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Uighur man threatened with deportation to China 'safely en route' to US

Ablikim Yusuf was stranded at Doha airport after he refused to board a flight back to China
Ablikim Yusuf's case drew international attention after he pleaded for help online (MEE)

The United States will grant entry to a Uighur man who was stranded at the airport in Doha after he refused to be deported to China, which has been accused of committing rights abuses against members of the Muslim minority group.

Ablikim Yusuf, 53, said he fled China to escape the authorities' persecution of Uighurs in the country's western Xinjiang region.

A US State Department spokesperson confirmed to Middle East Eye on Tuesday that Yusuf was "safely en route" to the US, but could not comment further due to privacy laws.

Non-US citizens can be granted a special visa known as parole, which allows them to come into the country temporarily.

"The United States is alarmed by China's highly repressive campaign against Uighurs, ethnic Kazakhs, Kyrgyz, and other Muslims in Xinjiang," the spokesperson told MEE in an emailed statement.

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"The Chinese government has, by our estimates, detained more than one million individuals since April 2017."

Yusuf had been stranded at Hamad International Airport in Doha since 3 August, when he refused to board a flight to China.

He was deported from Bosnia to the Qatari capital earlier that day.

Pictures posted online on Tuesday showed Yusuf boarding a Qatar Airways flight en route to Washington, DC. He is expected to arrive in the US capital on Tuesday afternoon.

Kimberly Motley, a lawyer representing Yusuf in the US, said he would "likely be" seeking asylum in the country.

"If Ablikim Yusuf is deported to China, then I believe he will be likely to face persecution and imprisonment because of his religious beliefs," Motley told Middle East Eye.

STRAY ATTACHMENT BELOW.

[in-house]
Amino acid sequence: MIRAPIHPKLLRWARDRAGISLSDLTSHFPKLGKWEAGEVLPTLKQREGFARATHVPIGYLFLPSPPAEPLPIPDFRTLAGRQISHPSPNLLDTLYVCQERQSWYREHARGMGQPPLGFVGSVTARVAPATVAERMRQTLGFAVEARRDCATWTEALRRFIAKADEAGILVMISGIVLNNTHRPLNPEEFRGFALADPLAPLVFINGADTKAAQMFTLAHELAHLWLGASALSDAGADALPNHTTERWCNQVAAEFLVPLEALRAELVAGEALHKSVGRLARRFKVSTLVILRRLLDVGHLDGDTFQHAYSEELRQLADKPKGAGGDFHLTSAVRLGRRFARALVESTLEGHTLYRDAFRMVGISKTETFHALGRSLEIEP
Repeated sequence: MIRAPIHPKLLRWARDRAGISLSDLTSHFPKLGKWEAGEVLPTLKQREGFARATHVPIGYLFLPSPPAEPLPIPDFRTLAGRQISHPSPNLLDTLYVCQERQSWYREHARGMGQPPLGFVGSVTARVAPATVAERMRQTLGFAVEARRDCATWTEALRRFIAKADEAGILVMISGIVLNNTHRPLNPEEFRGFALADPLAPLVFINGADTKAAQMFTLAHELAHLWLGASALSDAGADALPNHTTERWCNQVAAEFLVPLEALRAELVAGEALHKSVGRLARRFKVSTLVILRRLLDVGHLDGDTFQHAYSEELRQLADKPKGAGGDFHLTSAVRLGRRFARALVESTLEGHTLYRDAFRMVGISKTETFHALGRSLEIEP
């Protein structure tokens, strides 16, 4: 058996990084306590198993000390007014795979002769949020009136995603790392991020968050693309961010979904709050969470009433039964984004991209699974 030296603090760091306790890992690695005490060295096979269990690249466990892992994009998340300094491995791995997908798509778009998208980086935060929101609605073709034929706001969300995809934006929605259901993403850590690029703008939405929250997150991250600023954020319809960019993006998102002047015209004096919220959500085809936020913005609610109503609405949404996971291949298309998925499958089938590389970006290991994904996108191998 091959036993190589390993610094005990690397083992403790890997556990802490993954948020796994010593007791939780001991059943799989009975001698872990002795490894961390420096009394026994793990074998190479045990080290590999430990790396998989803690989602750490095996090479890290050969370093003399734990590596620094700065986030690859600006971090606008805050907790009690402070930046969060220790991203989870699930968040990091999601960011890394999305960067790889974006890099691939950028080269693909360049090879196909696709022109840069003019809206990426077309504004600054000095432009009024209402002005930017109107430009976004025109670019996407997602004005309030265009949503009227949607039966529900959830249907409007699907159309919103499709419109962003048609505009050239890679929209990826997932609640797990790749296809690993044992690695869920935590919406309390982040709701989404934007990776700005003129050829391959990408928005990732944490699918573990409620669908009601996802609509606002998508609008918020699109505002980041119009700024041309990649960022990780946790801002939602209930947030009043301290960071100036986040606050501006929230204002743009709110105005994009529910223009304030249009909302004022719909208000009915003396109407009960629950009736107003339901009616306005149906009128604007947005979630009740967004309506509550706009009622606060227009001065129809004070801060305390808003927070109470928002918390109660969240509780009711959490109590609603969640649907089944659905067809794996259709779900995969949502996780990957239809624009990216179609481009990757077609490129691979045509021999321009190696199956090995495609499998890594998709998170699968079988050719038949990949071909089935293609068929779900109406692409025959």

American immigration laws allow individuals to seek asylum if they are facing persecution in their home country on the basis of race, religion, nationality or political views.

Over the weekend, activists from around the world had appealed to the Qatari authorities to grant Yusuf asylum and not send him to China, where they said he could face "imprisonment, torture, and possibly even death".

His case attracted widespread attention online after he posted a video on Facebook from Doha airport on Saturday pleading for help.

Travel documents posted online showed that he had been issued a Chinese travel document from its embassy in Pakistan. He was deported from Pakistan to Bosnia, before being then sent to Qatar.

"I am currently being held at Doha airport ... They are preparing for me to leave. I need the world's help. I am originally from Hotan," said Yusuf, referring to an area in Xinjiang province, in the video he posted on Facebook.

Yusuf also said he had been given a guard to protect him in Doha airport after officials from the Chinese embassy in Qatar attempted to meet him.

Protest in Washington

After Yusuf posted the video online, Uighur groups in Washington protested outside the State Department building in the capital, demanding that the US government intervene.

Tahir Imin, a founding member of online news site the Uighur Times, was one of the activists who helped lobby the State Department to help Yusuf.

'Ablikim was in danger and needed to be somewhere safe. That is why we had to act'

- Tahir Imin, Uighur activist in the United States

Imin fled to the US in 2017 after the Chinese authorities threatened to extradite him to China from Israel.